LED lighting is improving rapidly. You can install very bright lights for treating seasonal affective disorder (SAD) easily and inexpensively. Common sense says that will be more effective than commercial SAD lights that are much less bright. My experience confirms this.
This post explains how to use LED light bars to create a 90,000 lumen sunlight simulator—as shown above.
You need MORE LUX! More lumens too
Lux measure how much light you get. The sun at noon on a cloudless day in summer provides about 100,000 lux; an overcast day in winter is about 2,000 lux. SAD seems to be largely caused by getting less light in winter, so getting a decent fraction of 100,000 lux seems ideal.
I say seems because research so far has not fully explained how seasonal depression works, nor how best to treat it. I summarized some of that research in a previous post on LED SAD lights. Bright light phototherapy is definitely proven to improve SAD symptoms, but some details are unclear—including how much light is optimal.
Most SAD light therapy research was done with 10,000 lux, because that was the brightest that was practical using fluorescent bulbs, which were the best lighting technology available at the time. There’s nothing magic about this number. My personal experience is that much more than 10,000 is better.1 LED lamps can be much brighter than fluorescents, so you can get well over 10,000 lux.
In contrast, most commercial SAD light boxes claim 10,000 lux, but provide much less in practice. A claim of lux, by itself, is meaningless, because it depends on how close you are. The further you are from a lamp, the less light you get. At a realistic distance, most light boxes deliver around 2,000 lux—the same as a gloomy overcast sky in winter. In my experience, that is not effective.
Lumens measure how bright a lamp itself is—how much light it produces. How much light you get depends on how bright the lamp is and how much of it is aimed in your direction and how far from it you are.
Most light boxes produce 3,000 lumens or less; with that brightness, you won’t get 10,000 lux unless you put the lamp a few inches from your eyes. (So the “10,000 lux” claim skates close to false advertising.)
The best-selling SAD light on Amazon is brighter than many, at about 3,000 lumens.2 It claims 10,000 lux, but—like nearly all commercial products—does not say at what distance. Calculations suggest you’d have to have your eyes less than a foot from it. That is awkward and uncomfortable and the glare may be unpleasant.3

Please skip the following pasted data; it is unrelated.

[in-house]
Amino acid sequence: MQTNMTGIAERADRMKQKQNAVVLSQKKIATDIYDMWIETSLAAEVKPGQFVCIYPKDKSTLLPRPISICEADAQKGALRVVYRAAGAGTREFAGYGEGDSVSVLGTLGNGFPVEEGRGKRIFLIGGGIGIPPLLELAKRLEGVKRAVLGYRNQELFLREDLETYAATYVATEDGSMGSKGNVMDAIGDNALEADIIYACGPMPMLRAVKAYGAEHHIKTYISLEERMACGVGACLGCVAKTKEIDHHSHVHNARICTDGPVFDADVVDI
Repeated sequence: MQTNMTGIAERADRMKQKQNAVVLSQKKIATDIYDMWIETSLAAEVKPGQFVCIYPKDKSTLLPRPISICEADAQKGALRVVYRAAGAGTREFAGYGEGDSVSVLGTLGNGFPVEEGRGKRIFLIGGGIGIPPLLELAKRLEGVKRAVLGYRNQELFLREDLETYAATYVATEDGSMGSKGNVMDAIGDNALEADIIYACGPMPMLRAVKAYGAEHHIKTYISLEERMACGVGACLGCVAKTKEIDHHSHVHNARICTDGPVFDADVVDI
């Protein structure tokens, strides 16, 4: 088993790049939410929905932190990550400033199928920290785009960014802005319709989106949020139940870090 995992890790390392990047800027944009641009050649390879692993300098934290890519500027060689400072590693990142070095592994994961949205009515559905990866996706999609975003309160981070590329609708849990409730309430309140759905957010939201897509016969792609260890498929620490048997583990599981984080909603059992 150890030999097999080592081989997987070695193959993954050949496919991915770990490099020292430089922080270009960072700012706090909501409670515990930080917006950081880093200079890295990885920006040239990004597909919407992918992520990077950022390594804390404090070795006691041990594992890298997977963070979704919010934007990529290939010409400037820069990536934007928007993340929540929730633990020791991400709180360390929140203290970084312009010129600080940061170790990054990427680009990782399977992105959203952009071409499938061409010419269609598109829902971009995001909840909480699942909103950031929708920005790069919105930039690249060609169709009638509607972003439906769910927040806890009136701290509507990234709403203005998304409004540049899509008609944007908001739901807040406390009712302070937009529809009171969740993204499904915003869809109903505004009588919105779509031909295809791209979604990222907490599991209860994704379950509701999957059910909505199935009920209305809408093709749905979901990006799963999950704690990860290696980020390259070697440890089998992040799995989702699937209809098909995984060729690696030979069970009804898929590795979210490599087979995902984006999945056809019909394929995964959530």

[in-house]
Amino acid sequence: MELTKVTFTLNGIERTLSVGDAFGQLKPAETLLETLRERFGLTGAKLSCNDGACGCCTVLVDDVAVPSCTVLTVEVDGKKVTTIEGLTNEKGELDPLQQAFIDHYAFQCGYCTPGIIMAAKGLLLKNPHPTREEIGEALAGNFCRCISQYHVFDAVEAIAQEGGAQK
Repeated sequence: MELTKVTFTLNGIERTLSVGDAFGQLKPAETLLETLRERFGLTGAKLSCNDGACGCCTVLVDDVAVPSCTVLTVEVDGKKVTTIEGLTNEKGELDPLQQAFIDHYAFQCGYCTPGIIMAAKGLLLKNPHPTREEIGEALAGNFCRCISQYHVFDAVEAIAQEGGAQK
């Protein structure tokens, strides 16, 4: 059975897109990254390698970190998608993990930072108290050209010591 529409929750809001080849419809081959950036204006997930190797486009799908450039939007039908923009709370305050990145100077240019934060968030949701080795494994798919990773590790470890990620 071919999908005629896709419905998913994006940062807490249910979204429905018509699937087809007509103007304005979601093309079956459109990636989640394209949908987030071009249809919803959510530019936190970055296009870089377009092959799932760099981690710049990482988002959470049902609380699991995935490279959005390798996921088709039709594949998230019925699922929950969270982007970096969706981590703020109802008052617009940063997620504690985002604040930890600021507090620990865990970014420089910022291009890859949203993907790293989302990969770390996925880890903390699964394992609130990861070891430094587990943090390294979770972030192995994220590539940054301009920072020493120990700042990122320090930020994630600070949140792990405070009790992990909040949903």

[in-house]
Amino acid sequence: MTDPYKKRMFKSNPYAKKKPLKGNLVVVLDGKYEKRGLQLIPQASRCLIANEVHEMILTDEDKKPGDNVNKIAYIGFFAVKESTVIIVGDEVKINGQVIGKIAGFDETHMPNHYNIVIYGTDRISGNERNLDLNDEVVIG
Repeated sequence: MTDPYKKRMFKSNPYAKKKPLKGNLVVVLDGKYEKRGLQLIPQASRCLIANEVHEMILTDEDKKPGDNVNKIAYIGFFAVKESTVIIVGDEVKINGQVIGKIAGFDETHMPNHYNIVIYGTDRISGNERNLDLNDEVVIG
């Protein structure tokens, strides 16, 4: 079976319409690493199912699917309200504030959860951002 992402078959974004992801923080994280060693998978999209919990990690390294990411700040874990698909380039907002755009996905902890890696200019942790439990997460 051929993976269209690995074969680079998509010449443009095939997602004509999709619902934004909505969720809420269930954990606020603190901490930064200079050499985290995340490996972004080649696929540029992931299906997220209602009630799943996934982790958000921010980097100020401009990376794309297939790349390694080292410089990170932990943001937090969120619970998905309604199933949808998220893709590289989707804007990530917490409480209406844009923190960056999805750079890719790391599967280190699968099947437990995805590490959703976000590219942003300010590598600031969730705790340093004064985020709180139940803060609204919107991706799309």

A few years ago, before I started building my own SAD lamps, I bought the brightest light box I could find.4 It produces 17,200 lumens—much more than most. I found it only modestly effective when working between one and two feet from it.
This year, I assembled a set-up with three 30,000 lumen light bars—90,000 lumens total. I don’t know exactly how much light this delivers to my eyes, but it’s much more than 10,000 lux. (Details on brightness below.)
I find it much more pleasant to use than a light box, and it is plenty bright enough to be effective.
These light bars are designed for off-road SUV driving at night. They have the lowest cost per lumen of any practical lighting source I could find this year. (They are dramatically less expensive than the “corn bulbs” I used in the desk-top SAD lamp I built last year.)
I bought three at $42 each; they are currently $49 on Amazon. LEDs produce 100 lumens per watt; these are 300 watts each. You can get similar light bars at different wattages, up to at least 500W; when I was shopping, 300W was the sweet spot for cost per lumen.
Although they are meant to be attached to a jeep, they look quite good indoors. Or, at least, they look a lot better than my 2015 desktop lamp! Depending on your decor and aesthetic sense, your opinion may vary.
Conveniently, they have locking, rotating mounting hardware at each end, so you can orient them at any angle you like. I slanted mine so they are at about a 60 degree angle above me.
So, my total cost was about $215 counting the chains, hooks, and wire I bought at a hardware store. That’s about the same as commercial SAD light boxes that put out 10% as much light.